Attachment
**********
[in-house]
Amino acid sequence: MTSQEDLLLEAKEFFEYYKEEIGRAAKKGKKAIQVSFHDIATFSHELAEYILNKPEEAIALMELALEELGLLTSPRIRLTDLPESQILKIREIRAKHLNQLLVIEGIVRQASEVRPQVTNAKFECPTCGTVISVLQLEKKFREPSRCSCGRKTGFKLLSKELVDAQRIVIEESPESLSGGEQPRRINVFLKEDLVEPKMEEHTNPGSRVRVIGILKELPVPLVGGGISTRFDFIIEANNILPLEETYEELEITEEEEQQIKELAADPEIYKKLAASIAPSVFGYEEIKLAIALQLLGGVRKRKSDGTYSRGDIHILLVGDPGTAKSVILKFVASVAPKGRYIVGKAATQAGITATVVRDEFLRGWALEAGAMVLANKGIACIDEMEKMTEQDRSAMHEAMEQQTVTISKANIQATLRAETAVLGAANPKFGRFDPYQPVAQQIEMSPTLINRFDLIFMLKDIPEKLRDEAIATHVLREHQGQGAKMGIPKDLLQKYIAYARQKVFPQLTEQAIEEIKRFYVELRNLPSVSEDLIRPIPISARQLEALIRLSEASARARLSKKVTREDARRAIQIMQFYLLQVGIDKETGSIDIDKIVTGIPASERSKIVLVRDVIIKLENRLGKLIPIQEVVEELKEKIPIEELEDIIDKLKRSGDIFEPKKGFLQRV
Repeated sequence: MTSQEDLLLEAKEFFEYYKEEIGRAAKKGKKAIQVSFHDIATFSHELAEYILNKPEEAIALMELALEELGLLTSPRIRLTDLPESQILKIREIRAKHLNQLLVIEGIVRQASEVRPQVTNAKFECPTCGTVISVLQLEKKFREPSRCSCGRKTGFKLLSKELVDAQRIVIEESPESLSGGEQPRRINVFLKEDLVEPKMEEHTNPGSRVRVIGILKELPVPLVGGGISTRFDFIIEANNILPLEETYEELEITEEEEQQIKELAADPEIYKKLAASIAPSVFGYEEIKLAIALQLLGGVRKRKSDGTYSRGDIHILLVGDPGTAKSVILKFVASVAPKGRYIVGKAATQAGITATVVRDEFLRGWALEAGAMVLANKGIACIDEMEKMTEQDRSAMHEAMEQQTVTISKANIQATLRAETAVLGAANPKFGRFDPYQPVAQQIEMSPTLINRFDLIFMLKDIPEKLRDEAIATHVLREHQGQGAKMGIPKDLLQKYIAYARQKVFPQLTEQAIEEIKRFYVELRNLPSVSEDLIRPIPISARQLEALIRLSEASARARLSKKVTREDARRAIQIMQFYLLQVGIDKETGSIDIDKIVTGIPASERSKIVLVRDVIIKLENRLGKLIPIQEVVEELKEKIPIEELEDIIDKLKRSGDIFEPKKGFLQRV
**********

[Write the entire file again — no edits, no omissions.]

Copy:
[in-house]
Amino acid sequence: MTSQEDLLLEAKEFFEYYKEEIGRAAKKGKKAIQVSFHDIATFSHELAEYILNKPEEAIALMELALEELGLLTSPRIRLTDLPESQILKIREIRAKHLNQLLVIEGIVRQASEVRPQVTNAKFECPTCGTVISVLQLEKKFREPSRCSCGRKTGFKLLSKELVDAQRIVIEESPESLSGGEQPRRINVFLKEDLVEPKMEEHTNPGSRVRVIGILKELPVPLVGGGISTRFDFIIEANNILPLEETYEELEITEEEEQQIKELAADPEIYKKLAASIAPSVFGYEEIKLAIALQLLGGVRKRKSDGTYSRGDIHILLVGDPGTAKSVILKFVASVAPKGRYIVGKAATQAGITATVVRDEFLRGWALEAGAMVLANKGIACIDEMEKMTEQDRSAMHEAMEQQTVTISKANIQATLRAETAVLGAANPKFGRFDPYQPVAQQIEMSPTLINRFDLIFMLKDIPEKLRDEAIATHVLREHQGQGAKMGIPKDLLQKYIAYARQKVFPQLTEQAIEEIKRFYVELRNLPSVSEDLIRPIPISARQLEALIRLSEASARARLSKKVTREDARRAIQIMQFYLLQVGIDKETGSIDIDKIVTGIPASERSKIVLVRDVIIKLENRLGKLIPIQEVVEELKEKIPIEELEDIIDKLKRSGDIFEPKKGFLQRV
Repeated sequence: MTSQEDLLLEAKEFFEYYKEEIGRAAKKGKKAIQVSFHDIATFSHELAEYILNKPEEAIALMELALEELGLLTSPRIRLTDLPESQILKIREIRAKHLNQLLVIEGIVRQASEVRPQVTNAKFECPTCGTVISVLQLEKKFREPSRCSCGRKTGFKLLSKELVDAQRIVIEESPESLSGGEQPRRINVFLKEDLVEPKMEEHTNPGSRVRVIGILKELPVPLVGGGISTRFDFIIEANNILPLEETYEELEITEEEEQQIKELAADPEIYKKLAASIAPSVFGYEEIKLAIALQLLGGVRKRKSDGTYSRGDIHILLVGDPGTAKSVILKFVASVAPKGRYIVGKAATQAGITATVVRDEFLRGWALEAGAMVLANKGIACIDEMEKMTEQDRSAMHEAMEQQTVTISKANIQATLRAETAVLGAANPKFGRFDPYQPVAQQIEMSPTLINRFDLIFMLKDIPEKLRDEAIATHVLREHQGQGAKMGIPKDLLQKYIAYARQKVFPQLTEQAIEEIKRFYVELRNLPSVSEDLIRPIPISARQLEALIRLSEASARARLSKKVTREDARRAIQIMQFYLLQVGIDKETGSIDIDKIVTGIPASERSKIVLVRDVIIKLENRLGKLIPIQEVVEELKEKIPIEELEDIIDKLKRSGDIFEPKKGFLQRV